review of all identified potential political cases through May 31, 2012, we were unable to
analyze two case files because of incomplete documentation.
Type and Value of Outcome Measure:
 Reliability of Information – Potential; 44 organizations whose tax-exempt applications were
not appropriately identified as having significant potential political campaign intervention
(see page 5).
Methodology Used to Measure the Reported Benefit:
We selected a simple random sample of 94 I.R.C. § 501(c)(4) cases closed from May 2010
through May 2012 from a universe of 2,051 applications that the IRS determined required
minimal or no additional information from organizations applying for tax-exempt status. During
our case reviews, we determined that two cases were not appropriately identified as having
significant potential political campaign intervention. We projected, with 90 percent confidence,
an actual error rate of between 0.38 percent and 6.55 percent1
and that between eight and
134 applications2
were not properly identified for processing by the team of specialists.
1
The point estimate error rate for the sample is 2.13 percent. The 90 percent confidence interval was calculated
using the Exact Binomial Method.
2
The point estimate number of error applications is 44. The 90 percent confidence interval was calculated using the
Exact Binomial Method.
Page 27Inappropriate Criteria Were Used to
Identify Tax-Exempt Applications for Review
Type and Value of Outcome Measure:
 Reliability of Information – Potential; 141 organizations whose tax-exempt applications were
not appropriately identified as having significant potential political campaign intervention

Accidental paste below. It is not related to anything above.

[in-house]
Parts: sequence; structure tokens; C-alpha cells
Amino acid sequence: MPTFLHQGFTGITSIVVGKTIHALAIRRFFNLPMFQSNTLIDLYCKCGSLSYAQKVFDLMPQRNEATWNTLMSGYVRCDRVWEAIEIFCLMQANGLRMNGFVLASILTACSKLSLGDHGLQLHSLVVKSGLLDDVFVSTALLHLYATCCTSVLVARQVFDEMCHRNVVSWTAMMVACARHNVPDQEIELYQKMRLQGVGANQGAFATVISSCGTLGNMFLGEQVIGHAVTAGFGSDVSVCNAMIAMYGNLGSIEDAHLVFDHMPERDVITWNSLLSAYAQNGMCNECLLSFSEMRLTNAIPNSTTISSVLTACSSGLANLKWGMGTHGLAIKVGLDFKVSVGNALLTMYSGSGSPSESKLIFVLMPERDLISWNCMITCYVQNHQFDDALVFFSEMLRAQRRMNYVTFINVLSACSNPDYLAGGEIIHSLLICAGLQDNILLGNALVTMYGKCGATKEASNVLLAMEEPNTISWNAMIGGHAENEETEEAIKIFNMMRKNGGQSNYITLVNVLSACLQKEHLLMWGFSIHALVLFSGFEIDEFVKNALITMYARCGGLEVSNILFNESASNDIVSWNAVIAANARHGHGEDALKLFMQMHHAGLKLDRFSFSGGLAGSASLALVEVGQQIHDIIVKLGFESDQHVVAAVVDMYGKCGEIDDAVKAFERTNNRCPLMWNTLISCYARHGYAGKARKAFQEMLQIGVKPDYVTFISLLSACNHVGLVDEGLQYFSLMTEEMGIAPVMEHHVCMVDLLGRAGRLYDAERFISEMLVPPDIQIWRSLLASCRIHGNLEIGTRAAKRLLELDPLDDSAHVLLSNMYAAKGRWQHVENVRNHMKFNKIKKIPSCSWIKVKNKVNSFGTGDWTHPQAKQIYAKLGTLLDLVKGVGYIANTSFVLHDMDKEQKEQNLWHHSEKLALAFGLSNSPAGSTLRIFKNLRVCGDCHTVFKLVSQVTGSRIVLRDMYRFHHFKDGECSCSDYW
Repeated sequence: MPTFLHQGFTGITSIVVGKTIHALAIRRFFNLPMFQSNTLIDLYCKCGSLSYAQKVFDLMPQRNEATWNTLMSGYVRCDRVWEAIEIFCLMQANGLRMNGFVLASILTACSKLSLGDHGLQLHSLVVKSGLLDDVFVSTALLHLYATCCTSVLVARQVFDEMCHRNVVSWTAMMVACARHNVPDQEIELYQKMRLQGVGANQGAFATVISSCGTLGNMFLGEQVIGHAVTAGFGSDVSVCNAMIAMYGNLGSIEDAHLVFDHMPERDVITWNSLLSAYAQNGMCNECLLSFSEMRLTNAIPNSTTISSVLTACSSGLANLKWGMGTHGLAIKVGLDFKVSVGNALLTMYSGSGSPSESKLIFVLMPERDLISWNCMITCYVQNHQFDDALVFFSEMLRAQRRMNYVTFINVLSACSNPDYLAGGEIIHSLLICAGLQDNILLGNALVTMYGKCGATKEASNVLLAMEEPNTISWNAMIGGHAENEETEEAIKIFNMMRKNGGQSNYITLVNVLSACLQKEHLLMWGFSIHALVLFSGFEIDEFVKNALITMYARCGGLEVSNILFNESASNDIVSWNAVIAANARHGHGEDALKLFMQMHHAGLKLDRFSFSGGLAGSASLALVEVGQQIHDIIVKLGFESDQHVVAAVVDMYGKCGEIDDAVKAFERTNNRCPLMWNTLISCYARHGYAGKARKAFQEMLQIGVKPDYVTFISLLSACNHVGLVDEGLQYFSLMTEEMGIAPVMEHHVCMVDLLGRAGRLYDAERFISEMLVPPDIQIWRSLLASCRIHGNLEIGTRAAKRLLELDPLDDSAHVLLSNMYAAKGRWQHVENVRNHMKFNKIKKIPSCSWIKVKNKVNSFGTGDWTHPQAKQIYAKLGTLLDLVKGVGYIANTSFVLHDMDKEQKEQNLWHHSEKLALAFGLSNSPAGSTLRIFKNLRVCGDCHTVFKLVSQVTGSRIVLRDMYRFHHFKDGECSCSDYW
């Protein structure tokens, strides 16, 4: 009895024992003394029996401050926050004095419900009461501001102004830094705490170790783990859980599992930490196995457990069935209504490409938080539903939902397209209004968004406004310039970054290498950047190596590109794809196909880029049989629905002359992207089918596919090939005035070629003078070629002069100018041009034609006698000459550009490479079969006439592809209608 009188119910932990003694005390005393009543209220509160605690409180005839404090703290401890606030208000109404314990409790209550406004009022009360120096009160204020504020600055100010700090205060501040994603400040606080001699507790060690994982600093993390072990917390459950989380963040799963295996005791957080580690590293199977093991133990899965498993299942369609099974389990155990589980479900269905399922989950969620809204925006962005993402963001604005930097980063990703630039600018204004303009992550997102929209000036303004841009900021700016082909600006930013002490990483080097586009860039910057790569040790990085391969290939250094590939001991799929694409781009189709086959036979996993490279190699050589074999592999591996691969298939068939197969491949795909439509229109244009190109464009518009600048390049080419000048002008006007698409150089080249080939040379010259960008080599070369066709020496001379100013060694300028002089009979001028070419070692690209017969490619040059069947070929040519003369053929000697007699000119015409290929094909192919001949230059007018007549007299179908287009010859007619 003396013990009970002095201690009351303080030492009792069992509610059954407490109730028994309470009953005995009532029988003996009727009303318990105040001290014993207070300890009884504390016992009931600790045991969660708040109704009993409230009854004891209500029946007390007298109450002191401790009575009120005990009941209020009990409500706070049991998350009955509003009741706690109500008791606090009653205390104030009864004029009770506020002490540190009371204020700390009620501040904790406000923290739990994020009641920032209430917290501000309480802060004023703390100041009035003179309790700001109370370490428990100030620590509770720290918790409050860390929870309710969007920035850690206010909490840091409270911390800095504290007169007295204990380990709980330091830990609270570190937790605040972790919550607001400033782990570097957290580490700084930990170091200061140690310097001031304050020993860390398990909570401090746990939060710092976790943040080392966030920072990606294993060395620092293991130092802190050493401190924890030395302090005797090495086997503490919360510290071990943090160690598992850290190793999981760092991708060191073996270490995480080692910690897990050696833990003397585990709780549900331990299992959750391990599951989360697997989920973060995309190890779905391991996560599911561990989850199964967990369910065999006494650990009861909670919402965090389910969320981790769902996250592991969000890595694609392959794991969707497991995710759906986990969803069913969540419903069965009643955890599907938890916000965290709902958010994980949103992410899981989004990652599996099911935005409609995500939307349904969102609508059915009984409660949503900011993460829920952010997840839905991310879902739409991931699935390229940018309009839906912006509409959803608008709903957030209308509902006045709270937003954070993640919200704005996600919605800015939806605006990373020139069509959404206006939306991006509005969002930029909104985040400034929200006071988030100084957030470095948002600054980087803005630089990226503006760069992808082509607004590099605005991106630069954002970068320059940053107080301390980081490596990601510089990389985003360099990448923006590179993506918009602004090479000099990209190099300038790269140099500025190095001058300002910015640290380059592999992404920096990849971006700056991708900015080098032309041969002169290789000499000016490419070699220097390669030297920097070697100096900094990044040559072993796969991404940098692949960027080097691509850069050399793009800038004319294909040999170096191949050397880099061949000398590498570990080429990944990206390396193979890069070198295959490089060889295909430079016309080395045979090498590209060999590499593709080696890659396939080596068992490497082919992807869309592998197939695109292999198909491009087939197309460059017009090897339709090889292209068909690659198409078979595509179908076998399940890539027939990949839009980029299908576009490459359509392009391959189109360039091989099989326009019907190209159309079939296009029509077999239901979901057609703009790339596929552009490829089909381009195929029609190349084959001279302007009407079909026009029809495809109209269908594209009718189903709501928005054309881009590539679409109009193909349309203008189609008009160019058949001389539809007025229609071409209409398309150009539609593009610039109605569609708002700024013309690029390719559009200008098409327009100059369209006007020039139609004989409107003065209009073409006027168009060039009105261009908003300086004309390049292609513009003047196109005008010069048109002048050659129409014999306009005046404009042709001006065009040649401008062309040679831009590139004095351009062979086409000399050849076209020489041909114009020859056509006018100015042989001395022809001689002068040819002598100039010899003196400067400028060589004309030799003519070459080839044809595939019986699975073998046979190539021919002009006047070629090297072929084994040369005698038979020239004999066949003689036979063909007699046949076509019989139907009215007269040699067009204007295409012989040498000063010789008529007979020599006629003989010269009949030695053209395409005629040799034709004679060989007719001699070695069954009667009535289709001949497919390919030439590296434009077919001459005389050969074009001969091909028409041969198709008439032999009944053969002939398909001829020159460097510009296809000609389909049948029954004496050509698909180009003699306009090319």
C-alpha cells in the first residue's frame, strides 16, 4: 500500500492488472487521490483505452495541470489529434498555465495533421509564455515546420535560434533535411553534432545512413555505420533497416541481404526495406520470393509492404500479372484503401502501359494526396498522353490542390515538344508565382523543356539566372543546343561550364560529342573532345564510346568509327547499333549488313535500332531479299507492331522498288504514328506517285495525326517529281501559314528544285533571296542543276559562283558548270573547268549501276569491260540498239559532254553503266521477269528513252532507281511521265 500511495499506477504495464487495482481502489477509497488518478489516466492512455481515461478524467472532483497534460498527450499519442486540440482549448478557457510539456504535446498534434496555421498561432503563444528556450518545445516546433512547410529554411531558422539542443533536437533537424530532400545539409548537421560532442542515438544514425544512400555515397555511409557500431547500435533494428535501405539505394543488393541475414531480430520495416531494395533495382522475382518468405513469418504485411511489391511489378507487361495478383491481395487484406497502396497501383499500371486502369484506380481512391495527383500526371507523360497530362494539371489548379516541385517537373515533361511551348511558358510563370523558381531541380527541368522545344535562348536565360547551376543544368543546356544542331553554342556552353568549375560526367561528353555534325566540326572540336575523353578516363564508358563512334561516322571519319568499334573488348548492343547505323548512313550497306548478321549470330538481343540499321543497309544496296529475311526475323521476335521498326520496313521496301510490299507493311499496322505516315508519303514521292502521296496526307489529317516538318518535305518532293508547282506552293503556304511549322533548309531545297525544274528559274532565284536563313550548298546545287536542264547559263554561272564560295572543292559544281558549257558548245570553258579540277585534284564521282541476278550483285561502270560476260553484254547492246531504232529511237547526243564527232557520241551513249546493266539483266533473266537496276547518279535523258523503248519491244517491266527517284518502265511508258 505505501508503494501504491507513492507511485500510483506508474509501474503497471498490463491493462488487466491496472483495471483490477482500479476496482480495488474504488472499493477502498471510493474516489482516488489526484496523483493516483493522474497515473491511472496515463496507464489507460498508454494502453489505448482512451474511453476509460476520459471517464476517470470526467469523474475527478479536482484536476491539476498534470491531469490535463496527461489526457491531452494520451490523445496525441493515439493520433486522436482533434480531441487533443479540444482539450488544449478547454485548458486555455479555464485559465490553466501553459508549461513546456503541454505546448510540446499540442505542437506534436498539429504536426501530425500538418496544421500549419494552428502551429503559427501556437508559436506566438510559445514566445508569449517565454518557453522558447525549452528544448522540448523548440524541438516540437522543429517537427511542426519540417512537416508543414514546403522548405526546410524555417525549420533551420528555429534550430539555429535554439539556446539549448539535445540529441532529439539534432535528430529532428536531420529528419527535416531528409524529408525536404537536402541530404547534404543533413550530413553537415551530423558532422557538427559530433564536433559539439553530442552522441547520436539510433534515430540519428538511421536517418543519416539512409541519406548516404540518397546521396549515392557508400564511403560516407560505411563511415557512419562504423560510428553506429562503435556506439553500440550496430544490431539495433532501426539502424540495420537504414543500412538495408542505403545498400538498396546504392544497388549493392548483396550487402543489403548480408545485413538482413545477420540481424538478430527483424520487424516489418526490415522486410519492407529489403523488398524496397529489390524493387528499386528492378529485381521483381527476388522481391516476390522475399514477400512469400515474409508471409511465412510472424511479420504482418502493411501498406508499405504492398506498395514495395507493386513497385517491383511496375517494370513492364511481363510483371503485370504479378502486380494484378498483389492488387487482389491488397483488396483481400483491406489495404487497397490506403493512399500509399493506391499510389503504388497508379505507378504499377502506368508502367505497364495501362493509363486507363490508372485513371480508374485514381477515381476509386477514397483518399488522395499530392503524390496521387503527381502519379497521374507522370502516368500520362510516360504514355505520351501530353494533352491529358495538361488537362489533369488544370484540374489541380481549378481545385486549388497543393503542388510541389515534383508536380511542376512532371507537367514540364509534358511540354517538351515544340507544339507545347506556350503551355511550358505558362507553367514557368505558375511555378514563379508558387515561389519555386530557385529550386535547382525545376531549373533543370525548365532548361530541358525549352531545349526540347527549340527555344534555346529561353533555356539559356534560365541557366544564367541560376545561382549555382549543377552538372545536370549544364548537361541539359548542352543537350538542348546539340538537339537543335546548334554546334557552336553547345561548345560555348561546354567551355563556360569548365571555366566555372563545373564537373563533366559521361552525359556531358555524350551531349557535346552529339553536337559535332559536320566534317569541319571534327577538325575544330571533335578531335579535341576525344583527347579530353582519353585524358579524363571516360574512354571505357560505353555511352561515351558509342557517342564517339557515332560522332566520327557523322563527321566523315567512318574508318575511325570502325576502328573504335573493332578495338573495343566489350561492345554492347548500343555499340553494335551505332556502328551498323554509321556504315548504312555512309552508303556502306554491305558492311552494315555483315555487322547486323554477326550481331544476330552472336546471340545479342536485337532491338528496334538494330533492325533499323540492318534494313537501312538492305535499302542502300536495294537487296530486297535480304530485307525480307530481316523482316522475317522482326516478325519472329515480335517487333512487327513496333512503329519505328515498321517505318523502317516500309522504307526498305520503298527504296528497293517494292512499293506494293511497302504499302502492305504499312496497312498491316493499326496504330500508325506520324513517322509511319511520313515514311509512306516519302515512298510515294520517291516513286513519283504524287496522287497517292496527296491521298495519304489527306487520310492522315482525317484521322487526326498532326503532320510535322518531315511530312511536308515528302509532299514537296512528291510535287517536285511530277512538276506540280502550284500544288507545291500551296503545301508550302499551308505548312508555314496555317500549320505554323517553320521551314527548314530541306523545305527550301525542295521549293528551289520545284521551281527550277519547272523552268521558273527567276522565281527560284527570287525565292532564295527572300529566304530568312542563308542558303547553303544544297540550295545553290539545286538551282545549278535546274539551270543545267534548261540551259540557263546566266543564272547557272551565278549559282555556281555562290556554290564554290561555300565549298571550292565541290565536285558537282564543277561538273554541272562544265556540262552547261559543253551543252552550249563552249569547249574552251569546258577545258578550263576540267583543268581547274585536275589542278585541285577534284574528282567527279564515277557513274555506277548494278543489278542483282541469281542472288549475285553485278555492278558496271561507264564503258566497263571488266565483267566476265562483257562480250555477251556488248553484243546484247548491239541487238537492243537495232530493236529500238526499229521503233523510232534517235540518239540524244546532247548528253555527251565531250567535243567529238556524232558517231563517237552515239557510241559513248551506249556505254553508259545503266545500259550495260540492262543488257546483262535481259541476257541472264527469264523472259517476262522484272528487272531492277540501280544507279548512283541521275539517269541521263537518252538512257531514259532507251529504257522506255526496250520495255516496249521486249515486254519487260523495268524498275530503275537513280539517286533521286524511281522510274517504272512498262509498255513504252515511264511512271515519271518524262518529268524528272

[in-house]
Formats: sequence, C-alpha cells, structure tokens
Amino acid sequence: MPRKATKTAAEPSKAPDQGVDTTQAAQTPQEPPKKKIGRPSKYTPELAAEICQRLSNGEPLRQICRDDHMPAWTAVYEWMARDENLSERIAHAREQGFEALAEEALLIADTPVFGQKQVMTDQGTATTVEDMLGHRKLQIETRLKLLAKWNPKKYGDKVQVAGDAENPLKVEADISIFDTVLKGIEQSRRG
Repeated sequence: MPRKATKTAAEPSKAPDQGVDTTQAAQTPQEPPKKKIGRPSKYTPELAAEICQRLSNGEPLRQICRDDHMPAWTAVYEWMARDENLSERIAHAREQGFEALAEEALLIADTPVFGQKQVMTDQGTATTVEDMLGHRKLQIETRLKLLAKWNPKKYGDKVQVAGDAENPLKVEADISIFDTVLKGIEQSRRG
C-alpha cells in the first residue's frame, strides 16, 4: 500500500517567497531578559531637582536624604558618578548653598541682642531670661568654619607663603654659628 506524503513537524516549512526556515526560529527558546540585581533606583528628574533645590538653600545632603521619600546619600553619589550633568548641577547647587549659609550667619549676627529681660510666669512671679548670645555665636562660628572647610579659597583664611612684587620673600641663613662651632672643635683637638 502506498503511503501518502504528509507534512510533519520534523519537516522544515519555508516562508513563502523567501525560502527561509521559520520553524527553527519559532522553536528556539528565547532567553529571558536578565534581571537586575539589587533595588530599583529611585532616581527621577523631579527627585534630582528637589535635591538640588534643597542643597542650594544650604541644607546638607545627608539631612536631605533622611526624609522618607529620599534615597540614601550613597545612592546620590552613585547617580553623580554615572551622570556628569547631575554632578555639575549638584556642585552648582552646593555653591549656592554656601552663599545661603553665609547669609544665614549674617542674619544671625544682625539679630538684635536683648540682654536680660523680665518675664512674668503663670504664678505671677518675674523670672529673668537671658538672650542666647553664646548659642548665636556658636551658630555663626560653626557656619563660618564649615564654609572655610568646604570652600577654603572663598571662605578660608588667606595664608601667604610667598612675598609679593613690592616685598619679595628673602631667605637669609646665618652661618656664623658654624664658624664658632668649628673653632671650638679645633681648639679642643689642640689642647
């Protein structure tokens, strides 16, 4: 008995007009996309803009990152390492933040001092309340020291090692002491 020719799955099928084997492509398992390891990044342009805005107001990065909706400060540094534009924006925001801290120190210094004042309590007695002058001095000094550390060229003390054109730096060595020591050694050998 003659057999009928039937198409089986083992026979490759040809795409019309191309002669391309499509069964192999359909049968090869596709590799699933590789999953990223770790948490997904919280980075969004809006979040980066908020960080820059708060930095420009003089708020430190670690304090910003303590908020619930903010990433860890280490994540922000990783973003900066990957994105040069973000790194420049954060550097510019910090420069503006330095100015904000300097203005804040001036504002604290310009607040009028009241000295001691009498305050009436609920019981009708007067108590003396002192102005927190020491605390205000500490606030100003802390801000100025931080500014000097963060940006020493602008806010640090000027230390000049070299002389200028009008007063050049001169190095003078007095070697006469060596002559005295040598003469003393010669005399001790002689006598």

(see page 5).
Methodology Used to Measure the Reported Benefit:
We selected a simple random sample of 244 I.R.C. § 501(c)(4) cases closed from May 2010
through May 2012 or open as of May 31, 2012, from a universe of 2,459 applications that the
IRS determined required additional information from organizations applying for tax-exempt
status.3
During our case reviews, we determined that 14 cases were not appropriately identified
as having significant potential political campaign intervention. We projected, with 90 percent
confidence, an actual error rate of between 3.38 percent and 8.43 percent4
and that between
84 and 198 applications5
were not properly identified for processing by the team of specialists.
Type and Value of Outcome Measure:
 Taxpayer Burden – Potential; 158 organizations that waited longer than average for the IRS
to make a decision regarding their tax-exempt status (see page 11).
Methodology Used to Measure the Reported Benefit:
We obtained data from the EO function on the average number of days it took to determine
whether an application for tax-exempt status was approved or denied. In Fiscal Year 2012, it